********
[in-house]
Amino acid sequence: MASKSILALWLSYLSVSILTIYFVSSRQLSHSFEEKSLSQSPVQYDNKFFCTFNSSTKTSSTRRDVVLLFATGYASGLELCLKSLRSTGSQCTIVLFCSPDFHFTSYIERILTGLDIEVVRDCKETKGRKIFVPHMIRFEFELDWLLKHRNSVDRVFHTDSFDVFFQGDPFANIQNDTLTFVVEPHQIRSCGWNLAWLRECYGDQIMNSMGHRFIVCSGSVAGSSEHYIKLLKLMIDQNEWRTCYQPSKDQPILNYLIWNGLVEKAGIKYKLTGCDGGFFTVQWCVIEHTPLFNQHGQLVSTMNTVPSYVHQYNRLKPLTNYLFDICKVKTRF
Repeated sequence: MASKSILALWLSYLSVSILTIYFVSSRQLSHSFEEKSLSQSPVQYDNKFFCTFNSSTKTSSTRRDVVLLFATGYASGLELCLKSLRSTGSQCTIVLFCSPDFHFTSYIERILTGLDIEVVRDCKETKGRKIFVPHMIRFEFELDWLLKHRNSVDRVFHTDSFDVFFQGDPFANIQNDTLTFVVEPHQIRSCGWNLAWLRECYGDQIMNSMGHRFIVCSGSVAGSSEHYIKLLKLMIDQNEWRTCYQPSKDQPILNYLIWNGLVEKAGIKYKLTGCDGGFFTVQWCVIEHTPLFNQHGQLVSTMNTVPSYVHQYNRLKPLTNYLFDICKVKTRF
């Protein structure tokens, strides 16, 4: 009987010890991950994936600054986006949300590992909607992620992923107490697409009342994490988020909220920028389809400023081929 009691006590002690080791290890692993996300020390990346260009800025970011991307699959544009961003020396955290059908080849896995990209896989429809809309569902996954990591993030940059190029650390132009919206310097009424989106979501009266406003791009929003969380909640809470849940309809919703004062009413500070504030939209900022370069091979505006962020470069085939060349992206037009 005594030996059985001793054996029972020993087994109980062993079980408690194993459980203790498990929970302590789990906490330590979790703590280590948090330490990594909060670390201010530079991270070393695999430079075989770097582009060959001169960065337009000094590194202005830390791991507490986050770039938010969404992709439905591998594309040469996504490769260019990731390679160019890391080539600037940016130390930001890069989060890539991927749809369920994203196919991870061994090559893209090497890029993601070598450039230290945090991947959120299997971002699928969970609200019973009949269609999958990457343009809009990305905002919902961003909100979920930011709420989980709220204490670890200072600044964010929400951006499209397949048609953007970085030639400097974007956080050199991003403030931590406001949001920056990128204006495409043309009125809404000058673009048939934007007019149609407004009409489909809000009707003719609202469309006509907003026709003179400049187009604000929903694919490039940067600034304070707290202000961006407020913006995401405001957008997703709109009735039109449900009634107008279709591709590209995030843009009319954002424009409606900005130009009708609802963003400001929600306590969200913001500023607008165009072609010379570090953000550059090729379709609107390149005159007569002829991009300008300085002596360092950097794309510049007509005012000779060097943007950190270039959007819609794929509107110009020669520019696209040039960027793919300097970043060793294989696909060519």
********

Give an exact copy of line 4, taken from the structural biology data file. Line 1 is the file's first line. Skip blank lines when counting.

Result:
């Protein structure tokens, strides 16, 4: 009987010890991950994936600054986006949300590992909607992620992923107490697409009342994490988020909220920028389809400023081929 009691006590002690080791290890692993996300020390990346260009800025970011991307699959544009961003020396955290059908080849896995990209896989429809809309569902996954990591993030940059190029650390132009919206310097009424989106979501009266406003791009929003969380909640809470849940309809919703004062009413500070504030939209900022370069091979505006962020470069085939060349992206037009 005594030996059985001793054996029972020993087994109980062993079980408690194993459980203790498990929970302590789990906490330590979790703590280590948090330490990594909060670390201010530079991270070393695999430079075989770097582009060959001169960065337009000094590194202005830390791991507490986050770039938010969404992709439905591998594309040469996504490769260019990731390679160019890391080539600037940016130390930001890069989060890539991927749809369920994203196919991870061994090559893209090497890029993601070598450039230290945090991947959120299997971002699928969970609200019973009949269609999958990457343009809009990305905002919902961003909100979920930011709420989980709220204490670890200072600044964010929400951006499209397949048609953007970085030639400097974007956080050199991003403030931590406001949001920056990128204006495409043309009125809404000058673009048939934007007019149609407004009409489909809000009707003719609202469309006509907003026709003179400049187009604000929903694919490039940067600034304070707290202000961006407020913006995401405001957008997703709109009735039109449900009634107008279709591709590209995030843009009319954002424009409606900005130009009708609802963003400001929600306590969200913001500023607008165009072609010379570090953000550059090729379709609107390149005159007569002829991009300008300085002596360092950097794309510049007509005012000779060097943007950190270039959007819609794929509107110009020669520019696209040039960027793919300097970043060793294989696909060519």